We have enjoyed a range of different outings over the Christmas/New Year school holiday period here in Australia. We’ve been to the theatre, travelled on public transport, enjoyed an animal nursery hosted at our local library, shared lunch in the city and breakfast at the beach, visited the museum and the art gallery, just to name a few. In the course of these outings I have used a number of the strategies from my teaching days that act to make the most of excursions or day trips with children, helping them to both engage with the experience and to recall key elements of their visit (and their learning) afterward.
Immy’s photo of the Books Moove Me artwork at the State Library of WA.
Today I want to share 8 ideas for making the most of your next outing, excursion or day trip…
1. Make the most of the journey
Oftentimes the journey can hold just as much fascination, especially for a small child, as the final destination. For a recent trip into the city, Immy and I took the train and along the way we observed, talked about and recorded aspects of the journey. Immy was fascinated by everything from our fellow passengers to buildings and familiar landmarks we saw along the way, from other forms of transport we observed to the audio recordings that we heard as we arrived at each station. We talked about what we were looking forward to on our day out and Immy took photos along the way.
2. Hand over the camera
Encouraging your child to take photos and/or record video snippets during your excursion can provide insight into what meant the most to them about the experience. Immy used my compact, point and shoot camera on many of our outings, not all of the time but at key points along the way she would ask for it or I would offer it as a way of preserving the memory of something that really captured her interest, like the blue cow artwork at the State Library.
It has been wonderful to look back and recall these aspects of our outings, especially at places like the museum where we saw so much. Using the photos to create a shared story about your outing or to journal and scrapbook extends the experience and encourages your child to recall key moments, details about places, people and things, their own emotional response to the trip, and may also reinforce any facts they learned along the way.
Seaside impressions in clay
3. Use creative materials during or after the event
Taking a field journal and pencil roll on an excursion provides another simple way of encouraging children to record their impressions along the way, either through drawing, sketching or writing.
Alternatively, consider ways in which to use art materials to revisit the event once back at home. We made the seaside impressions in slabs of air dry clay after coming home from our beach breakfast picnic, using some of the shells we had collected that day and some we already had at home. We made holes for hanging and left our plaques to dry. Don’t just think of the obvious drawing and painting for your memory making, collage, sculpture and printmaking can work just as well.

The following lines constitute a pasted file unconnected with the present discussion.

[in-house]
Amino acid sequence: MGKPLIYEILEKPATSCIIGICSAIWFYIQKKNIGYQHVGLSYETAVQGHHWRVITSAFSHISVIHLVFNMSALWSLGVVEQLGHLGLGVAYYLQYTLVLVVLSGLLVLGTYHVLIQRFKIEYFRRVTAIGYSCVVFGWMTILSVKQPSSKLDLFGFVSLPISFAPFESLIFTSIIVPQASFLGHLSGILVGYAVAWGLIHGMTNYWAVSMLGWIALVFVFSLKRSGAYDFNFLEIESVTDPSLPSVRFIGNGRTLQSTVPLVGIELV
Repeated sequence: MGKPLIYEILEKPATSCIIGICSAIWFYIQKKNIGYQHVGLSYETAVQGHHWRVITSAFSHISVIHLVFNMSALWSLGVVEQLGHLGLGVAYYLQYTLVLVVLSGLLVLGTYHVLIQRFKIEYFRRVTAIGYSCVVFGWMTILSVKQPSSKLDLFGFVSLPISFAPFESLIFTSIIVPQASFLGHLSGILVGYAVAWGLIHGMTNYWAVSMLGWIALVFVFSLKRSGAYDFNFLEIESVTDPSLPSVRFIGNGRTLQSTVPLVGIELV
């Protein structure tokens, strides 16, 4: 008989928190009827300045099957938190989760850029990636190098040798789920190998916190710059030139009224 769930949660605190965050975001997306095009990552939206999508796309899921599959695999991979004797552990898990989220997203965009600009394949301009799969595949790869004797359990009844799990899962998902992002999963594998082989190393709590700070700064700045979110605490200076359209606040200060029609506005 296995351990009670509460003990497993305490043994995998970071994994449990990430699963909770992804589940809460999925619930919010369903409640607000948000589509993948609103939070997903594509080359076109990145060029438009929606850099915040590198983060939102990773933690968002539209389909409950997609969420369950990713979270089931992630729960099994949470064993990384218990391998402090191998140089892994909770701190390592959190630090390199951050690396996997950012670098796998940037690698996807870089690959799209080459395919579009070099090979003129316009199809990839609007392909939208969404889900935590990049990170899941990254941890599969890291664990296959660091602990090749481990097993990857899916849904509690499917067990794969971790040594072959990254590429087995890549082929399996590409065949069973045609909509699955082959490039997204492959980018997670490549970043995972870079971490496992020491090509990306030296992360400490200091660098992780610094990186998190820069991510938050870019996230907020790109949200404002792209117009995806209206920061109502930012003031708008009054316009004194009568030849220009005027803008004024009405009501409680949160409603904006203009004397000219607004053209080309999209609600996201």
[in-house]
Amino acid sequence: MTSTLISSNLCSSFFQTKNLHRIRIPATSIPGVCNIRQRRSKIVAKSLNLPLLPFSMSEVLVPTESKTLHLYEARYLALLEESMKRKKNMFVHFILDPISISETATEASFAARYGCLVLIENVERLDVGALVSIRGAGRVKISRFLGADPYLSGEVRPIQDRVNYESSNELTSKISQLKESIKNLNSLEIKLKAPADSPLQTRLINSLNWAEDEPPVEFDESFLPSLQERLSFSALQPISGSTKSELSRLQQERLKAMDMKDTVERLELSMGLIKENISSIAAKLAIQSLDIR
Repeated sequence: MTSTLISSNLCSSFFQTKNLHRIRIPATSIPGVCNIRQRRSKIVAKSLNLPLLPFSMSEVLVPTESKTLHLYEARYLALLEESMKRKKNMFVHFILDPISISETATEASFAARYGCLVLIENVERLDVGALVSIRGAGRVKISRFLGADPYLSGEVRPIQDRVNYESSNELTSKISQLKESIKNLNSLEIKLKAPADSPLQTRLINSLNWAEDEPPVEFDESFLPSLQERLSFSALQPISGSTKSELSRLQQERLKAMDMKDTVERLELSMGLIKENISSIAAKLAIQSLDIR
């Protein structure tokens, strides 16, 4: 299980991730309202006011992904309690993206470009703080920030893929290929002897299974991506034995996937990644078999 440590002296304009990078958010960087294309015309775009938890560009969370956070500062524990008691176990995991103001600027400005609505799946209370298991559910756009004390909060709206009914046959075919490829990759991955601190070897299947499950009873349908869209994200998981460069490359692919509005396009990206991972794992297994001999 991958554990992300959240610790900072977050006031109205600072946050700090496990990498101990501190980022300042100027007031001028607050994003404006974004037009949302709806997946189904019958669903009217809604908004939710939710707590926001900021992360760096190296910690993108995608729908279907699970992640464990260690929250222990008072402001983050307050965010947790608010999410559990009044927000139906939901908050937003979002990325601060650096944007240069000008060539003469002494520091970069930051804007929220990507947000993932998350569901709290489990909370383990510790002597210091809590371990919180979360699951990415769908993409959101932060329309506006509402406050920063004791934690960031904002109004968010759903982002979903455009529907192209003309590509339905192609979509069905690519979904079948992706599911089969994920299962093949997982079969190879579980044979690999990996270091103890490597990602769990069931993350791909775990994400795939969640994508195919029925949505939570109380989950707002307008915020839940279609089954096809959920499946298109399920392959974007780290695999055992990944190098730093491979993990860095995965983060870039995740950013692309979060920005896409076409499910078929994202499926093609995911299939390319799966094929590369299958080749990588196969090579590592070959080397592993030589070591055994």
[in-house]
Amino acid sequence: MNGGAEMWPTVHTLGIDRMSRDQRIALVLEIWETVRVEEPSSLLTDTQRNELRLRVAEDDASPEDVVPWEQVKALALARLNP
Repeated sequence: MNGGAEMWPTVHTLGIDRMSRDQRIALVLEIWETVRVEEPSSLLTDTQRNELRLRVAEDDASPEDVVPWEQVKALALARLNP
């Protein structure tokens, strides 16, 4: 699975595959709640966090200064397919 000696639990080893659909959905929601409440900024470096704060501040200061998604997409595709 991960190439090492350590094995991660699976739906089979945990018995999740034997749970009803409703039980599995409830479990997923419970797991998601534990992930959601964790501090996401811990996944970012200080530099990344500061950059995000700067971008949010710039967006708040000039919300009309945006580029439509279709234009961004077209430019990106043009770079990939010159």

4. Write a letter of thanks or a letter to a friend
Following a day trip with a letter of thanks to your venue or guide or writing a letter about your day to a friend or family member is a great way of encouraging recall of the event and written communication. For pre-writers, you can simply scribe their recollections for them and they might like to add a picture, photo or their name.
5. Add venue maps, brochures, exhibition guides, or theatrical programs or soundtracks to playtime
I have written previously about adding venue maps to play following an outing. Brochures, exhibition guides, theatre programs and even theatrical soundtracks, can all act as a prompt to encourage recall and extend an interest following an outing.
6. Conduct a video interview
Why not video tape an interview of your child about their experience after the event? Thanks to modern day technology, video has become a simple tool to use with children – Immy loves watching herself over and over again!
7. Incorporate elements of your outing into play back at home
Since our visits to the city, Immy has asked that we build a collection of tall office buildings with her Lego and her city even includes a sculpture! Her mini-figs enjoy all sorts of adventures between work and home. There are all sorts of imaginary play scenes you can create to incorporate elements of your outings back at home, here is an example I have used previously following a visit to the zoo. Alternatively you could create a diorama or add relevant costumes to your dress up collection or photos from your outing to your block construction area.
8. Be open to new discoveries whilst you are out and about
Although this can be more difficult on group excursions where you are more likely to be restricted to a set timetable and route, being open to new discoveries along the way may just add an extra element of exploration to your outing. For example, Immy and I discovered a new, outdoor musical play area just near the Perth Museum that was not there when we visited previously and Immy had a wonderful time exploring all of the instruments and other sculptural elements of the space (in fact, if you are in Perth city it really is worth a visit).
What outings have you enjoyed with your children most recently?